Además de cumplir con los requisitos económicos, deben tener contratado seguro médico privado en España y contar con alojamiento. Para poder renovar el permiso de residencia tras un año, y dado que dicha renovación extiende las autorizaciones por dos años más, la capacidad financiera debe cubrir los gastos de dos años en vez de dos: 54.230.04 €. (año 2021)


  12. julie palmer

    I would just like to know if the amount needed for non lucrative visa can be made up of pension and savings .Thank you

  13. Patricia Martin Post author

    Hello Julie,

    Yes, those sources of income are accepted.

    The usual accepted documentation is: ownership titles, certified bank checks and credit cards supported by a letter issued and stamped from the relevant bank or financial entity, indicating the available amount as well as the credit on the card. If the financial means are sourced from shares in foreign companies established in Spain, Spanish or mixed corporations, the applicant will have to prove, via a company certificate, that they do not carry out any work position in any of the said companies and will file a sworn declaration or affidavit to that end.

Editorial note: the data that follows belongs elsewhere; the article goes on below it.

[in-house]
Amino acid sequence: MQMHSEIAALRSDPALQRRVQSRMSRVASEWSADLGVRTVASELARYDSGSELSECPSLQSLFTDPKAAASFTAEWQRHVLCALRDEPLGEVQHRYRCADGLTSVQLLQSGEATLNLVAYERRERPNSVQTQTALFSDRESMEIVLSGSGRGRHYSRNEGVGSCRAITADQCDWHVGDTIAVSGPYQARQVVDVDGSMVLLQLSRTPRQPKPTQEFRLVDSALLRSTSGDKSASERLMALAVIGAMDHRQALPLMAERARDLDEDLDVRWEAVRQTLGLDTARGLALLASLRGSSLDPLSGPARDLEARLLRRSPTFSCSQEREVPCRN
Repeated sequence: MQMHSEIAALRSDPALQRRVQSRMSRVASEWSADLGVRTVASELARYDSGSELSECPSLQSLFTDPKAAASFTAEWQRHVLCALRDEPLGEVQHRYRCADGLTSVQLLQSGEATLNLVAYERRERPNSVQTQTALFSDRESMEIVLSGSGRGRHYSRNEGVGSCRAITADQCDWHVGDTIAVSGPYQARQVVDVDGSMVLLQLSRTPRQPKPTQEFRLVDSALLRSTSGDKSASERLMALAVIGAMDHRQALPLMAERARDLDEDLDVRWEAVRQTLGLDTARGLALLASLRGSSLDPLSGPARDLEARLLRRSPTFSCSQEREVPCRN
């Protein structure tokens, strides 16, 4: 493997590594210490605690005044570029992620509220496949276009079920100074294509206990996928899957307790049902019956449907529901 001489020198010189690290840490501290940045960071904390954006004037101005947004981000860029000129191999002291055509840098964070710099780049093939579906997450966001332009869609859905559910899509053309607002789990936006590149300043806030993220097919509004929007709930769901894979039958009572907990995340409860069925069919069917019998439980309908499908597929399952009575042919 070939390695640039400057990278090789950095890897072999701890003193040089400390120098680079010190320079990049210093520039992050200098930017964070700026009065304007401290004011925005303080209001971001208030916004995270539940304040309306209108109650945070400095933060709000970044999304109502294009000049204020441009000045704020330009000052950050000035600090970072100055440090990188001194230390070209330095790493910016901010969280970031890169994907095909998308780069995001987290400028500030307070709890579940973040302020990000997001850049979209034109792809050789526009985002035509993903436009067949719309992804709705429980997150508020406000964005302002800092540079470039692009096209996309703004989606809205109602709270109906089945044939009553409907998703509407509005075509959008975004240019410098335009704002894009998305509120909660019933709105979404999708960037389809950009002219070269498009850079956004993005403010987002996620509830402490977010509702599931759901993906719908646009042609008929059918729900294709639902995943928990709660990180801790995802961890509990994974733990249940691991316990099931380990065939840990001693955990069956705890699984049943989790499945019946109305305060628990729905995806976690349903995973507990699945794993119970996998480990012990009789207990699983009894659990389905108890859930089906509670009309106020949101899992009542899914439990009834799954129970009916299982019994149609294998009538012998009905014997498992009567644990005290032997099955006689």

14. Paul Miller

    I have no regular income but enough in the bank to cover the IPREM for five years. Is this sufficient for an application for the non lucrative visa? If so, how would I need to prove this? With bank statements etc?


  15. Patricia Martin Post author

    Mr. Miller,

    The usual accepted documentation is: ownership titles, certified bank checks and credit cards supported by a letter issued and stamped from the relevant bank or financial entity, indicating the available amount as well as the credit on the card. If the financial means are sourced from shares in foreign companies established in Spain, Spanish or mixed corporations, the applicant will have to prove, via a company certificate, that they do not carry out any work position in any of the said companies and will file a sworn declaration or affidavit to that end.